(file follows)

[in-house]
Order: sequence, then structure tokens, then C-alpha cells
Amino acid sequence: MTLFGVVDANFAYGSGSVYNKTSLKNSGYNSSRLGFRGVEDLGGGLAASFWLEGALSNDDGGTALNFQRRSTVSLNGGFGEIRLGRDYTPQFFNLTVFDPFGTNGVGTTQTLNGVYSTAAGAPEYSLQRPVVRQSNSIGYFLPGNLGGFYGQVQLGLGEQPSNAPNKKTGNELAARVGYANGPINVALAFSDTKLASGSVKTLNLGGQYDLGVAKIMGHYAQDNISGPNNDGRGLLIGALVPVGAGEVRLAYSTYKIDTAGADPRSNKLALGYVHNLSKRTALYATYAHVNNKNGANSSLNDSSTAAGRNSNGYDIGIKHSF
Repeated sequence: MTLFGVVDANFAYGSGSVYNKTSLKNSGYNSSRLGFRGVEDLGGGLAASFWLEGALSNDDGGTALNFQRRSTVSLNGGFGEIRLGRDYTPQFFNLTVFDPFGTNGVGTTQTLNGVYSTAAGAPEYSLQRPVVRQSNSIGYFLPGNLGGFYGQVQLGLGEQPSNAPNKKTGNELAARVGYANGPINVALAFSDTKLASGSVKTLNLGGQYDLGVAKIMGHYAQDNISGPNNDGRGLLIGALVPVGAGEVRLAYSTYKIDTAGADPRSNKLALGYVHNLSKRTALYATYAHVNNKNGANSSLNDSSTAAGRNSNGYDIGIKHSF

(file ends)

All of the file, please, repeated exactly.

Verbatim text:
[in-house]
Order: sequence, then structure tokens, then C-alpha cells
Amino acid sequence: MTLFGVVDANFAYGSGSVYNKTSLKNSGYNSSRLGFRGVEDLGGGLAASFWLEGALSNDDGGTALNFQRRSTVSLNGGFGEIRLGRDYTPQFFNLTVFDPFGTNGVGTTQTLNGVYSTAAGAPEYSLQRPVVRQSNSIGYFLPGNLGGFYGQVQLGLGEQPSNAPNKKTGNELAARVGYANGPINVALAFSDTKLASGSVKTLNLGGQYDLGVAKIMGHYAQDNISGPNNDGRGLLIGALVPVGAGEVRLAYSTYKIDTAGADPRSNKLALGYVHNLSKRTALYATYAHVNNKNGANSSLNDSSTAAGRNSNGYDIGIKHSF
Repeated sequence: MTLFGVVDANFAYGSGSVYNKTSLKNSGYNSSRLGFRGVEDLGGGLAASFWLEGALSNDDGGTALNFQRRSTVSLNGGFGEIRLGRDYTPQFFNLTVFDPFGTNGVGTTQTLNGVYSTAAGAPEYSLQRPVVRQSNSIGYFLPGNLGGFYGQVQLGLGEQPSNAPNKKTGNELAARVGYANGPINVALAFSDTKLASGSVKTLNLGGQYDLGVAKIMGHYAQDNISGPNNDGRGLLIGALVPVGAGEVRLAYSTYKIDTAGADPRSNKLALGYVHNLSKRTALYATYAHVNNKNGANSSLNDSSTAAGRNSNGYDIGIKHSF